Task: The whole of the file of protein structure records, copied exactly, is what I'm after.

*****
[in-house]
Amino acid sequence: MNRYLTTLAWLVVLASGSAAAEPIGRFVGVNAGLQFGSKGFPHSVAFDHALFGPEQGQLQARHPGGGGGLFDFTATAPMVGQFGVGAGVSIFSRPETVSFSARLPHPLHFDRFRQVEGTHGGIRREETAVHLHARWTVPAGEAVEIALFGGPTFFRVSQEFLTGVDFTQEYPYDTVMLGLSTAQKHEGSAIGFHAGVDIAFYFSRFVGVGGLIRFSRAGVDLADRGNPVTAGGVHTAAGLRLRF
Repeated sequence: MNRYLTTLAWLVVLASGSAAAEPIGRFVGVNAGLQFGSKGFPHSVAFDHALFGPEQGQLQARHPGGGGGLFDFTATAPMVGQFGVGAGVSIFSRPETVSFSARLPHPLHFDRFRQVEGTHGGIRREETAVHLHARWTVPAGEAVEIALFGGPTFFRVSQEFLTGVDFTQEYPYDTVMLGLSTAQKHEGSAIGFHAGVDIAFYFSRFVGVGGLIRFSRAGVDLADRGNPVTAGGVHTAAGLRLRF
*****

[in-house]
Amino acid sequence: MNRYLTTLAWLVVLASGSAAAEPIGRFVGVNAGLQFGSKGFPHSVAFDHALFGPEQGQLQARHPGGGGGLFDFTATAPMVGQFGVGAGVSIFSRPETVSFSARLPHPLHFDRFRQVEGTHGGIRREETAVHLHARWTVPAGEAVEIALFGGPTFFRVSQEFLTGVDFTQEYPYDTVMLGLSTAQKHEGSAIGFHAGVDIAFYFSRFVGVGGLIRFSRAGVDLADRGNPVTAGGVHTAAGLRLRF
Repeated sequence: MNRYLTTLAWLVVLASGSAAAEPIGRFVGVNAGLQFGSKGFPHSVAFDHALFGPEQGQLQARHPGGGGGLFDFTATAPMVGQFGVGAGVSIFSRPETVSFSARLPHPLHFDRFRQVEGTHGGIRREETAVHLHARWTVPAGEAVEIALFGGPTFFRVSQEFLTGVDFTQEYPYDTVMLGLSTAQKHEGSAIGFHAGVDIAFYFSRFVGVGGLIRFSRAGVDLADRGNPVTAGGVHTAAGLRLRF